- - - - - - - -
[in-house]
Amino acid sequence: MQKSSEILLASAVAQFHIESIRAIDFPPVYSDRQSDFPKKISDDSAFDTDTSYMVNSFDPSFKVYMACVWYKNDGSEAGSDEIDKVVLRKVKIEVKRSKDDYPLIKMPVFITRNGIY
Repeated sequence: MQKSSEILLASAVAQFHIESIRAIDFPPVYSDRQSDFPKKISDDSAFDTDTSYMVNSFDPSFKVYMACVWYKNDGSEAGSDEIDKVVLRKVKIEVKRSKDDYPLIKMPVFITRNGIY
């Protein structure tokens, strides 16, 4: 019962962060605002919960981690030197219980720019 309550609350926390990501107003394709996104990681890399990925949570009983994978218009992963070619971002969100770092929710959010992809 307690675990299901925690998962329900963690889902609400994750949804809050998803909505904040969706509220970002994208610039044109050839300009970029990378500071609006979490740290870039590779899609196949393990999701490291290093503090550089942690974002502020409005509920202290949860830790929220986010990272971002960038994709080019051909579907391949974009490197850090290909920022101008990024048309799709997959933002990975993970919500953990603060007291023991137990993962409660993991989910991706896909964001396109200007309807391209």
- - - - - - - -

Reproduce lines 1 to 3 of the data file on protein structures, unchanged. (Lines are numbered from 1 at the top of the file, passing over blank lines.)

[in-house]
Amino acid sequence: MQKSSEILLASAVAQFHIESIRAIDFPPVYSDRQSDFPKKISDDSAFDTDTSYMVNSFDPSFKVYMACVWYKNDGSEAGSDEIDKVVLRKVKIEVKRSKDDYPLIKMPVFITRNGIY
Repeated sequence: MQKSSEILLASAVAQFHIESIRAIDFPPVYSDRQSDFPKKISDDSAFDTDTSYMVNSFDPSFKVYMACVWYKNDGSEAGSDEIDKVVLRKVKIEVKRSKDDYPLIKMPVFITRNGIY